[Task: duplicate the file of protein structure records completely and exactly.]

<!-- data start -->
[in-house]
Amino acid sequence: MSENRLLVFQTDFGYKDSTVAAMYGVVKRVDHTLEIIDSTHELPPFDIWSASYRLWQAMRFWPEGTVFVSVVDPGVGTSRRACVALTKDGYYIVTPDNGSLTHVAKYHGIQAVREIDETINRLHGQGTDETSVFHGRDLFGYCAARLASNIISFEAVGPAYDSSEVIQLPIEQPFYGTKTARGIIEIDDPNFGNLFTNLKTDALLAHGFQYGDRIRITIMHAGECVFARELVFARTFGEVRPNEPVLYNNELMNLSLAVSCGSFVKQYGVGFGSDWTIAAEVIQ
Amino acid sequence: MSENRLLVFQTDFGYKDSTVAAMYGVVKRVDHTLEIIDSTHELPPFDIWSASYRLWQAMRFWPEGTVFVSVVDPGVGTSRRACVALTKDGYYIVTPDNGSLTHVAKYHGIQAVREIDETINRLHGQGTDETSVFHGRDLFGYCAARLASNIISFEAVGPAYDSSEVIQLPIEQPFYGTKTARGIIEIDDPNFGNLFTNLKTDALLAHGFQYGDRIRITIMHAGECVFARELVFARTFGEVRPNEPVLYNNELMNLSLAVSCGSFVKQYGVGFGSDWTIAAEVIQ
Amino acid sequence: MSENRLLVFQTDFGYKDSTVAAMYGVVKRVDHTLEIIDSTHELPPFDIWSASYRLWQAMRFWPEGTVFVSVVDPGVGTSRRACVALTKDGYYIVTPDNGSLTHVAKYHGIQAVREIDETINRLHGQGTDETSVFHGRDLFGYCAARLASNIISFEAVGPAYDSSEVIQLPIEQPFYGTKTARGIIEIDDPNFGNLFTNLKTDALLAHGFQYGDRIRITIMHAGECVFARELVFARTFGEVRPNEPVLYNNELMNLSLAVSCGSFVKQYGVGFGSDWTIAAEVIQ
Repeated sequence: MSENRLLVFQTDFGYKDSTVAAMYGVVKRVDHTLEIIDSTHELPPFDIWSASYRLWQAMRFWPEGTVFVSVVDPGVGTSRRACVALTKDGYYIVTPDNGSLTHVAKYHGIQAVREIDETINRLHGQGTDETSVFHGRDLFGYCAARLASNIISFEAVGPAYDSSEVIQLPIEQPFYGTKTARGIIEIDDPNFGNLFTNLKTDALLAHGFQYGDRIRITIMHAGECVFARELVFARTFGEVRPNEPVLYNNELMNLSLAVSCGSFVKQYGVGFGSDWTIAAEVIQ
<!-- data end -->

[in-house]
Amino acid sequence: MSENRLLVFQTDFGYKDSTVAAMYGVVKRVDHTLEIIDSTHELPPFDIWSASYRLWQAMRFWPEGTVFVSVVDPGVGTSRRACVALTKDGYYIVTPDNGSLTHVAKYHGIQAVREIDETINRLHGQGTDETSVFHGRDLFGYCAARLASNIISFEAVGPAYDSSEVIQLPIEQPFYGTKTARGIIEIDDPNFGNLFTNLKTDALLAHGFQYGDRIRITIMHAGECVFARELVFARTFGEVRPNEPVLYNNELMNLSLAVSCGSFVKQYGVGFGSDWTIAAEVIQ
Amino acid sequence: MSENRLLVFQTDFGYKDSTVAAMYGVVKRVDHTLEIIDSTHELPPFDIWSASYRLWQAMRFWPEGTVFVSVVDPGVGTSRRACVALTKDGYYIVTPDNGSLTHVAKYHGIQAVREIDETINRLHGQGTDETSVFHGRDLFGYCAARLASNIISFEAVGPAYDSSEVIQLPIEQPFYGTKTARGIIEIDDPNFGNLFTNLKTDALLAHGFQYGDRIRITIMHAGECVFARELVFARTFGEVRPNEPVLYNNELMNLSLAVSCGSFVKQYGVGFGSDWTIAAEVIQ
Amino acid sequence: MSENRLLVFQTDFGYKDSTVAAMYGVVKRVDHTLEIIDSTHELPPFDIWSASYRLWQAMRFWPEGTVFVSVVDPGVGTSRRACVALTKDGYYIVTPDNGSLTHVAKYHGIQAVREIDETINRLHGQGTDETSVFHGRDLFGYCAARLASNIISFEAVGPAYDSSEVIQLPIEQPFYGTKTARGIIEIDDPNFGNLFTNLKTDALLAHGFQYGDRIRITIMHAGECVFARELVFARTFGEVRPNEPVLYNNELMNLSLAVSCGSFVKQYGVGFGSDWTIAAEVIQ
Repeated sequence: MSENRLLVFQTDFGYKDSTVAAMYGVVKRVDHTLEIIDSTHELPPFDIWSASYRLWQAMRFWPEGTVFVSVVDPGVGTSRRACVALTKDGYYIVTPDNGSLTHVAKYHGIQAVREIDETINRLHGQGTDETSVFHGRDLFGYCAARLASNIISFEAVGPAYDSSEVIQLPIEQPFYGTKTARGIIEIDDPNFGNLFTNLKTDALLAHGFQYGDRIRITIMHAGECVFARELVFARTFGEVRPNEPVLYNNELMNLSLAVSCGSFVKQYGVGFGSDWTIAAEVIQ